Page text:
Can an employer sack you for work-related stress?
If an employee has been signed off sick with stress for a considerable amount of time, regardless of if they have support from their GP, an employer may begin a capability procedure to see if there is any opportunity for the employee to return to work, or whether they can fairly dismiss the employee through ill-health capability under the premise that the employee is no longer capable of performing their duties due to long-term sickness.
Should this occur, the employer must follow a fair process before making punitive decisions, such as issuing warnings or dismissal. This process should involve thorough investigation regarding the underlying medical reasons for the absence and usually means that an employer will seek to obtain an occupational health report or GP report.
Unfair dismissal due to stress
If you are dismissed due to work-related stress without being given fair opportunities by your employer, this may be classed as unfair dismissal.
Generally an employee with two years’ qualifying service has the right to not be unfairly dismissed. In order for a dismissal be fair, the employer must show that the reason for the dismissal was one of the five potentially fair reasons for dismissal (conduct, capability or performance, redundancy, illegality or some other substantial reason) and the tribunal must find that, in all the circumstances the employer acted reasonably in treating the reason replied upon as a sufficient reason for the dismissal.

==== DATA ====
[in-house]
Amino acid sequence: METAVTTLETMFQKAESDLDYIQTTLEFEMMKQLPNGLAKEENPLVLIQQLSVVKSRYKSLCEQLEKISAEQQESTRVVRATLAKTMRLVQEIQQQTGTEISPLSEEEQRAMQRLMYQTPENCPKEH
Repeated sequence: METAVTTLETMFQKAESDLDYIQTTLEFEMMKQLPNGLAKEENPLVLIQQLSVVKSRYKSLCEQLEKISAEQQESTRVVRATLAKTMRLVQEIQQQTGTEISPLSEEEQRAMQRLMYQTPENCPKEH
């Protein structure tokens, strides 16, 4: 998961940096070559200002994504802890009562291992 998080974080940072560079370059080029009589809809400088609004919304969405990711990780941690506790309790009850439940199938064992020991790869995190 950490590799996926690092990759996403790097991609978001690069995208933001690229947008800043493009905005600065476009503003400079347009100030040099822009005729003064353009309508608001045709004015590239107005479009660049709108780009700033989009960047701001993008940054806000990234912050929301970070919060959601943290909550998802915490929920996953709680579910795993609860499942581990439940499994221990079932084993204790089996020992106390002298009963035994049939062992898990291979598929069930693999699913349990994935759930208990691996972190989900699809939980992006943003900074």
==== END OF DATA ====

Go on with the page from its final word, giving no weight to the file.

In addition, if the investigations reveal you are indeed suffering from work-related stress, especially in cases where this condition amounts to a disability, and your employer takes action against you, this may be classed as discriminatory.
Your employer should only look to dismiss as an absolute last resort and should instead look to how they can support you in the workplace, making reasonable adjustments to ensure you can perform your duties. This can include a phased return to work, amending duties, or introducing flexitime where the role allows.
If you feel you have been unfairly dismissed or discriminated against due to your work-related stress, you may wish to enlist the support of employment solicitors should you want to bring a claim against your employer.
Does being signed off with stress affect future references given by ex-employers?
If you have resigned from your employment due to stress at work and then try to seek new employment, whilst your new employer is not obliged legally to seek references from ex-employers, it is common that they do and sometimes they will make the job offer conditional on the reference being satisfactory.
An employer will need to tread carefully when providing a reference and many will just confirm start date, end date and job title to avoid any potential liability.
If an employer receives information about ill health after receiving a reference for a candidate or is requesting medical records or requiring an applicant to undergo a medical examination an employer must proceed cautiously before taking any action based on the information received about the applicant's state of health as this may give rise to discrimination claims being brought against them.
What can Smith Partnership’s employment solicitors do to help?
Our dedicated team of employment law solicitors can work with employees in a variety of different ways, such as supporting with claims against your employer, either for unfair dismissal due to work-relate stress, discrimination or for being the direct cause of your stress.
If you are an employer and you need guidance on how you can support employees with work related stress, you can refer to the guidance provided by ACAS, but as most cases will be fact specific, we would recommend obtaining advice from our employment law team to reduce any risk of litigation being brought against you.